And yet with all the dysfunction going on everyone keeps coming. There's no pool equivalent of road rage, nobody has gone po(ol)stal yet, and I like peeking into people's egos (psychiatrically speaking) and seeing who can take the pressure and who can't -- just in case we all get trapped in an elevator or something.

Fourteenth floor: millinary, fine jewelry, and lifelong fitness. All aboard!

Wednesday, March 19, 2008


This was a license plate one of my teammates used to have, back in the day when I was fast. Aaron flew by most people, especially moi, because I hadn't figured out how to swim butterfly easily, even when I could break 2:00 in the 200 freestyle. Now my butterfly is easier -- still not fast, but easy
-- and of course he can still fly by me. So what has really changed in the grand scheme of things: nothing.

Butterfly is so hard for so many people,
but not so much for this guy (right). You may see more of him in the upcoming months. His website is conveniently divided into English and Chinese. As for the rest of you . . .

Woody Allen wrote so many funny lines, but one of my favorites is "I am two with nature." That's what most swimmers' butterfly looks like.

When I first started coaching, I was co-coaching a Masters swim team with my pal Janice. There was a guy, Steve, on the team who always substituted freestyle when I said butterfly. First I guessed that he didn't hear the instructions, so I repeated it. Next I figured that he didn't know how to do the stroke, so I offered to give him a few tips. But he told me that he just didn't want to swim it. When I asked why, he told me the funniest thing: "I just don't like the look on people's faces when they finish." And it wasn't even like he didn't want to work hard. He worked on freestyle sets, and was even fairly competitive. Whatever. Our coach-athlete relationship became a little less coach-y after that.

This week we had a great workout that featured hard freestyle alternating with six 25s of butterfly. Just enough butterfly to tire you out before the freestyle began. Then, when you finally made it through the freestyle, it was time for butterfly again. I love the devious sets. Everyone had that same look on their face that Steve was missing. It was beautiful.

Everyone is so nice to me when they're done with that set or one like it, it's like they've just been rescued from a well. What a great phenomena to have people say "thank you" after you've just caused them pain. I love my job.

So here's my latest complaint: sixth-grade English. Why is it, when someone's advanced they are forced to peer tutor? Just because you know something doesn't mean you know anything about teaching. That's why people have to get TEACHING credentials, for cryin' out loud. My sixth-grade daughter doesn't need to learn how someone else learns and to work with their strengths. The other sixth-grader doesn't need to hear from the geeky kid in the seat next door, who can barely control her eye-rolling muscles.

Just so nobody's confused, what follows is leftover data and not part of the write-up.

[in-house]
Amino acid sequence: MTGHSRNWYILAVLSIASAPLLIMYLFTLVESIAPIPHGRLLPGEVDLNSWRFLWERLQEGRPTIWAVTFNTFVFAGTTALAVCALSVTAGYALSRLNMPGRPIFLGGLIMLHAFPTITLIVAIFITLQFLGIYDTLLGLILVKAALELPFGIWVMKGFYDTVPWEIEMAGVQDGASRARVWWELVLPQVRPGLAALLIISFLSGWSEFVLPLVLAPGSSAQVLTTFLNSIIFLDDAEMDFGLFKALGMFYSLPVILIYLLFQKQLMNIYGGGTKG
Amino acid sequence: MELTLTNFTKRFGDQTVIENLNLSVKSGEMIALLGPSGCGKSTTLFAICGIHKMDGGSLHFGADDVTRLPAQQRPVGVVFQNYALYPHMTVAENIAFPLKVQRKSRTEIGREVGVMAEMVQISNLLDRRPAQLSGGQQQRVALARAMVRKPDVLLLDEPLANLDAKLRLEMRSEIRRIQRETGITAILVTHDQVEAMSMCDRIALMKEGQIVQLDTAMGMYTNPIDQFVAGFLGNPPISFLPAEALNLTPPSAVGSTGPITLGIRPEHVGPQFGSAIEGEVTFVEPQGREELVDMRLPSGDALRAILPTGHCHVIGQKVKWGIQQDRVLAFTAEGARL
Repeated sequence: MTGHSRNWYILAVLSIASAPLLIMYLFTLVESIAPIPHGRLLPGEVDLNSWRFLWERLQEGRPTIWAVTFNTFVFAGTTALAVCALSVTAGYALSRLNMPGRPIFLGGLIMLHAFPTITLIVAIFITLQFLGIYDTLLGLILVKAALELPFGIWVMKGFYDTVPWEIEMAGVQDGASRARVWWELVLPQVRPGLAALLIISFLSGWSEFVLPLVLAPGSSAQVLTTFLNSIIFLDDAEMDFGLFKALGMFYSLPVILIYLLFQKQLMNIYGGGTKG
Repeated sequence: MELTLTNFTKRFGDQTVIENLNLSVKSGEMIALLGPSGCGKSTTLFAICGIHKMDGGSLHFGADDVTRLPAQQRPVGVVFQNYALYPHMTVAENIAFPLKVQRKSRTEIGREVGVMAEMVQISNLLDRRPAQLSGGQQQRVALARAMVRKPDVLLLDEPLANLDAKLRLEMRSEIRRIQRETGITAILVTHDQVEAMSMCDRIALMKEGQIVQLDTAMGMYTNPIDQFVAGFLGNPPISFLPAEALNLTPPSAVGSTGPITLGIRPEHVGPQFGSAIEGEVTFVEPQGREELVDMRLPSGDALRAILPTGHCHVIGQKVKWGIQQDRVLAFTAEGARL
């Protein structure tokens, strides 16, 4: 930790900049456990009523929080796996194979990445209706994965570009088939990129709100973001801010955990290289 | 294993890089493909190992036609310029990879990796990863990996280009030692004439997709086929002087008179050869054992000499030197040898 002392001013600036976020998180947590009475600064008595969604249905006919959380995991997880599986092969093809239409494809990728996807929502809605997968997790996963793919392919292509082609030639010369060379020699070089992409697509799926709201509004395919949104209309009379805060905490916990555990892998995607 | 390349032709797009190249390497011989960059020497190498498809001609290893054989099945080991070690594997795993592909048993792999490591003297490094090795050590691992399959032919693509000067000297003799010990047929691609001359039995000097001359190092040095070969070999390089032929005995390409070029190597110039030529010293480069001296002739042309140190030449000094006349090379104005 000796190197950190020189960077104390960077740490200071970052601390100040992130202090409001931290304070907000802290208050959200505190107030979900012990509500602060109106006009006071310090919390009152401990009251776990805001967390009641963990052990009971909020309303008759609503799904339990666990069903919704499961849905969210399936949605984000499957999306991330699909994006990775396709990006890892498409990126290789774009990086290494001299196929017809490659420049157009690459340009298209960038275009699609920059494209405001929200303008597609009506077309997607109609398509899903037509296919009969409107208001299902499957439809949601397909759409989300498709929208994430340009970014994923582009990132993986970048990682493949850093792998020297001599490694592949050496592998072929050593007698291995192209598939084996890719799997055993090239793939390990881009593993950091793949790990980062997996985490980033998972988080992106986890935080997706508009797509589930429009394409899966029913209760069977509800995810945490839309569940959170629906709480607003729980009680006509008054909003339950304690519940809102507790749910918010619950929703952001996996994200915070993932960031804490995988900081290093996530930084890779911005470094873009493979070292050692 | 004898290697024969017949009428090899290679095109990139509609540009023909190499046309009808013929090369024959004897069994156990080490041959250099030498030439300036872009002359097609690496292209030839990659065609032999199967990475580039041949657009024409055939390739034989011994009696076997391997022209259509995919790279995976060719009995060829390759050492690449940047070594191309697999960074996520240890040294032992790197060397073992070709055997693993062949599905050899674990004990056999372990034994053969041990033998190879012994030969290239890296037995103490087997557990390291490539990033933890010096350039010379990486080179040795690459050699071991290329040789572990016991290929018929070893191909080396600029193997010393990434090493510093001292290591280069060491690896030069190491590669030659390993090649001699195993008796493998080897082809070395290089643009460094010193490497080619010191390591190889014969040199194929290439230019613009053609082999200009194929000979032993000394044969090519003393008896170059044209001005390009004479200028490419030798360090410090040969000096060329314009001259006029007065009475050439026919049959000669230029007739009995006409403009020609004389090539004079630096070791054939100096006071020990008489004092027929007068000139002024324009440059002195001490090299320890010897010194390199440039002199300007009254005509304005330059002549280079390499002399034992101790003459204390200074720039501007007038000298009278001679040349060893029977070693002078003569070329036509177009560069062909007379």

In swimming (where the world is pure, and life is good), if my daughter is faster than the other kids, she gets her own interval. She doesn't have to stop and look underwater at the kid in the next lane. Hello, we have a coach! Why can't someone in education challenge my daughter? Is it because they're afraid of stigmatizing her? If they gave her double the number of dorky vocabulary words, maybe, but what if in addition to the See Jane reader the rest of the class was using, the teacher could assign her something, you know, complicated -- and email her or get together for 10 minutes before school.

Not everyone who is a fast swimmer is a good coach. Not everyone who is smart is a good teacher. Not everyone who swims fast or is smart in school even likes teaching. Lucky I was one of those people who was a good observer, interested in the sport itself, and a deep thinker (HA! Two out of three!) Teaching is just about all I do; I run the household like a workout, too. First you hang this up, then put this here, then pick up that. DON'T TALK WHEN I'M TALKING! Yes, I know algebra is hard. IT'S SUPPOSED TO BE HARD. And that's just with my husband.

Oh well, my daughter can be challenged in the pool. So can all of us. And that guy pictured above. Swimming's the best.

Wednesday, February 20, 2008

Two Kinds of People in the World -- no, three . . . or maybe six

You'd think that people who wake up early to get to my workout at Laney College by 6 a.m. would be there for the exercise. You'd think that exercise would mean the same thing to most people. Well, no.

Exercise means several things to my Laney Gang. (Here's my chance to use my Masters Degree and use bullets!) See where you fit in!